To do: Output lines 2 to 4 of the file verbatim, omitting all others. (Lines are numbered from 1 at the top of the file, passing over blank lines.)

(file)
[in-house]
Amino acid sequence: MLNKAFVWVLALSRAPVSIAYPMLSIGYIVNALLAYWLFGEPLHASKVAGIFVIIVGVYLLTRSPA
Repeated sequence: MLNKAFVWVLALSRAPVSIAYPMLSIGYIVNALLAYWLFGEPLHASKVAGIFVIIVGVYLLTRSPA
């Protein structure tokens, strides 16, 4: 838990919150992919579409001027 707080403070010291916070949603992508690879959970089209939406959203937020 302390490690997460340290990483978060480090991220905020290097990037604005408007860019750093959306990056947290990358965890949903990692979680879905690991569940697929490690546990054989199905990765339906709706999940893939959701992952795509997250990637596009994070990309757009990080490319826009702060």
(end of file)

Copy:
Amino acid sequence: MLNKAFVWVLALSRAPVSIAYPMLSIGYIVNALLAYWLFGEPLHASKVAGIFVIIVGVYLLTRSPA
Repeated sequence: MLNKAFVWVLALSRAPVSIAYPMLSIGYIVNALLAYWLFGEPLHASKVAGIFVIIVGVYLLTRSPA
């Protein structure tokens, strides 16, 4: 838990919150992919579409001027 707080403070010291916070949603992508690879959970089209939406959203937020 302390490690997460340290990483978060480090991220905020290097990037604005408007860019750093959306990056947290990358965890949903990692979680879905690991569940697929490690546990054989199905990765339906709706999940893939959701992952795509997250990637596009994070990309757009990080490319826009702060």